Development of Mozilla Firefox 4 has been excruciatingly slow from an outside perspective.
However this is because the last Beta version, 8, is the so-called “feature-freeze” after which no new features can be introduced and the product enters a bug-fixing and performance improvement stage.
Why the delays? Some ideas:
- · There was an internal Beta 7, but so far it has not been released to the public and it may never see the daylight, probably because it harbours serious bugs (54 according to the team’s meeting notes)
- · The Mozilla team has been dedicating too many resources to Firefox for the Android OS (beta 1 released just a few days ago, beta 2 due on Oct 19th) and adding the Bing search-engine as an option.
- · Beta 7 alone is supposed to fix over 60 bugs according to sources close to the company, some of which were never made public and fixed on-the-fly.
- · Beta 8 introduces true 64-bit support and graphics acceleration on par with IE9 beta, i.e. finally making use of Direct2D and OpenGL to speed up the browsing experience in terms of rendering.
- · Post-summer slacking has set in at Mozilla central (less likely than above).
What to expect from FF4:
Windows users (and probably also Mac users) will experience noticeable changes in speed while browsing graphics-intensive websites and especially upgrades to functionality that should facilitate the 3D, social and interactive web experience some are calling Web 3.0.
Some people report negative changes in speed do to increased functionality however, so don’t hold your horses just yet on that — this PC still takes over 20 seconds to boot Windows 7, even though instant-on has theoretically been available for years (i.e. by loading the operating system on ROM or RAM and not on slow hard drives). Changes under-the-hood also include updates to CSS3 and HTML5 support, improved crash protection and multitouch support.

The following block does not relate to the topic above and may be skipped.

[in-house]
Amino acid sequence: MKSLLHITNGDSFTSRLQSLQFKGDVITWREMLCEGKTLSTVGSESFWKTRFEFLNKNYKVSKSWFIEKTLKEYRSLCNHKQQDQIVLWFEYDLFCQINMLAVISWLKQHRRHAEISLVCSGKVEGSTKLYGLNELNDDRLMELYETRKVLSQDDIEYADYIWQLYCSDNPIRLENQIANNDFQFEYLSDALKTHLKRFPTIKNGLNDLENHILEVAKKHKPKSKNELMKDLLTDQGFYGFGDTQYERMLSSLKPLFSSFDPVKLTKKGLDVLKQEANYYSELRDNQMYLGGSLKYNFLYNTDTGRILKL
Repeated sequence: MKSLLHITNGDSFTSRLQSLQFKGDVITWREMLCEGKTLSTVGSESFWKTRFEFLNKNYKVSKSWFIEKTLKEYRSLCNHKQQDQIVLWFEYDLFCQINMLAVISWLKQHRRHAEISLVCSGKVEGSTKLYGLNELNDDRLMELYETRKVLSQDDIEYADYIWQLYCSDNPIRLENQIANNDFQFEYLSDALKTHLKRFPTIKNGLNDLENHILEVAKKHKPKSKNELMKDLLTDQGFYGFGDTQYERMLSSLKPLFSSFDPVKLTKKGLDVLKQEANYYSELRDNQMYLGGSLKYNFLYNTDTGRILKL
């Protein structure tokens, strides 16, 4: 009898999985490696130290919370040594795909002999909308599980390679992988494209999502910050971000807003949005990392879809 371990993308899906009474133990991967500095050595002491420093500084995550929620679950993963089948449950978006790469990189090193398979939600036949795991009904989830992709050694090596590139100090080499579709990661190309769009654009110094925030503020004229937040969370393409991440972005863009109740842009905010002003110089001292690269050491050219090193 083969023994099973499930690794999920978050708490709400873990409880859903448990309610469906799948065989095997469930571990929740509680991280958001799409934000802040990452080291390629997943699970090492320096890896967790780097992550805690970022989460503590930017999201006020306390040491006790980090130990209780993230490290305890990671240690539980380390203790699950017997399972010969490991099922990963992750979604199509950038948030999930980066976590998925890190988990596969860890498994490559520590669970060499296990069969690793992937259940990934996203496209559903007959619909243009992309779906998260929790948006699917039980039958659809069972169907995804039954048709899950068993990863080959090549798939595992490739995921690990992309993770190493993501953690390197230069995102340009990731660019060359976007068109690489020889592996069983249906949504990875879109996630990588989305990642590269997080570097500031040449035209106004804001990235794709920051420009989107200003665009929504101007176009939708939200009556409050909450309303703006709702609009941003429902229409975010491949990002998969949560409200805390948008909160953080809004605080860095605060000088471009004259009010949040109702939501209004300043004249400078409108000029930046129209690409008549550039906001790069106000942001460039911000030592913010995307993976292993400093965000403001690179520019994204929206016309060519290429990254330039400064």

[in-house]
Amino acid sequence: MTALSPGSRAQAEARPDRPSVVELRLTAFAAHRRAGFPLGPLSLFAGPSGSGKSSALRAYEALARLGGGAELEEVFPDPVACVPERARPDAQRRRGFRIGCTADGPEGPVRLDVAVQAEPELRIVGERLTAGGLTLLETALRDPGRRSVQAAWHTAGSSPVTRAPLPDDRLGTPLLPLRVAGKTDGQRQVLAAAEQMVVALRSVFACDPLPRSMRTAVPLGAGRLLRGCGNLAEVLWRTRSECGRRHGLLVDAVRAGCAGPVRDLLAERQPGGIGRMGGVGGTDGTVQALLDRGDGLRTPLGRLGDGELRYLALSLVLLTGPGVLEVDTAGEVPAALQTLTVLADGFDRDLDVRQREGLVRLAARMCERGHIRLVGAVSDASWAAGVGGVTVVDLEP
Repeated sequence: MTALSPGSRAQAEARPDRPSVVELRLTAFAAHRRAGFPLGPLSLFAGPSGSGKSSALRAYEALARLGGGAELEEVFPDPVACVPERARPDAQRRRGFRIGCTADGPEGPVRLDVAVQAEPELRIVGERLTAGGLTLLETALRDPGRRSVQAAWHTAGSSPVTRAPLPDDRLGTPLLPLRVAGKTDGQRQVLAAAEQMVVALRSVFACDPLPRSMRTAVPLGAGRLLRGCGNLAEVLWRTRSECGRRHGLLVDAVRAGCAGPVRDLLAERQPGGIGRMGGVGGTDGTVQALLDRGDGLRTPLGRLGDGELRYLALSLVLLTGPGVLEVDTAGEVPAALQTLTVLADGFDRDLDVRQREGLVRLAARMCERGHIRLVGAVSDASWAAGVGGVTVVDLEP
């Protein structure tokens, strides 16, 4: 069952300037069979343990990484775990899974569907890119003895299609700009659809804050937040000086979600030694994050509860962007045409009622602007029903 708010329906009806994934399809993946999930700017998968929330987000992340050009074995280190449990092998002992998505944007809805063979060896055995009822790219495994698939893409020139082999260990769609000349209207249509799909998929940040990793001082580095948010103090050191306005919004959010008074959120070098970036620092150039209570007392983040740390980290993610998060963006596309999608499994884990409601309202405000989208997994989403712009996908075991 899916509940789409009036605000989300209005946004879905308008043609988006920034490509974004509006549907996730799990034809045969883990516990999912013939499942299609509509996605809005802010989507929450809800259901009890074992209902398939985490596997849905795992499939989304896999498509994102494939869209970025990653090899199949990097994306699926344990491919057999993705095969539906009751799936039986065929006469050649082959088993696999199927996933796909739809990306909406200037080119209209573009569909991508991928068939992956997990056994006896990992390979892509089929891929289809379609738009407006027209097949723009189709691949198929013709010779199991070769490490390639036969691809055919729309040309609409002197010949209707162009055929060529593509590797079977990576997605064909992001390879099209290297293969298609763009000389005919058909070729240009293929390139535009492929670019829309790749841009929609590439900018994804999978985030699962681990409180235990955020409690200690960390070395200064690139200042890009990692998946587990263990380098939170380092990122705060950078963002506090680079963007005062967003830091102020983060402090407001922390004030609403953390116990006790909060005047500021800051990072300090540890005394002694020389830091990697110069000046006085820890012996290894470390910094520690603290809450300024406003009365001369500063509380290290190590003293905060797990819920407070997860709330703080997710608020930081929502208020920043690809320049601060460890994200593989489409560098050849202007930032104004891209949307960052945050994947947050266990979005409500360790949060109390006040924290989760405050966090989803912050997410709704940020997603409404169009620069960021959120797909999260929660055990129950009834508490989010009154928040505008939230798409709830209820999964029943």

Interface changes include sychronization with mobile devices, improvements in tabbed browsing, a new add-on system.
Firefox 4 (alongside the coming IE9) underscores 5 dramatic trends in browsing, demonstrating the direction of content and functionality on cyberspace.
The Five Senses: browsers have begun implementing true HTML5 multimedia support, including the ability to directly stream audio and video, improving support for new compressed image formats and animation. Someday soon we will “smell” a website too and “feel” it with our hands (haptics); expect APIs and human-interface devices for this to surface around 2016, hitting the mass market around 2020.
· One Size fits all: extensions are becoming increasingly popular that improve support for social applications like Twitter, but also to do almost anything with your browser; this development is similar to the market for iPhone apps.
· The Browser-Takeover Browsers are becoming more and more like an OS, especially Google Chrome. Thus upgrading them will be ever more critical to universities and cutting-edge companies, and eventually, a must for nearly everyone.
· Growing Power of WOM: The voice of the web is becoming increasingly important: consider how many people bashed IE5,6,7 and 8 on forums and blogs and in the press and how Microsoft finally gave in to popular demand, creating IE 9 (after losing nearly half of the browser market to Firefox).
· Choice & Interconnectivity: you can select your browser’s skin. Remember the good old Winamp-Player for mp3s? You can get customized browsers and operating systems for your mobile phone phone, ipod touch, subnotebook or ipad. Expect operating systems to enter everything from your car, to your chair and coffee cup. No joke. Choice means increasing complexity however, so get ready to learn new things. And did you know that you can close your NYC apartment’s window-shade from your parents’ laptop using the internet?
The future is bright for cyberspace, but in the next weeks, we hope Mozilla gets its act together and releases Beta 8 of Firefox 4 soon so that we can get a release candidate or even final version for Xmas (or whatever people celebrate this winter).
Please feel free to comment on what direction you think browsers and the web are headed and what you wish to see for future releases of Firefox, Chrome, Safari, Opera and IE.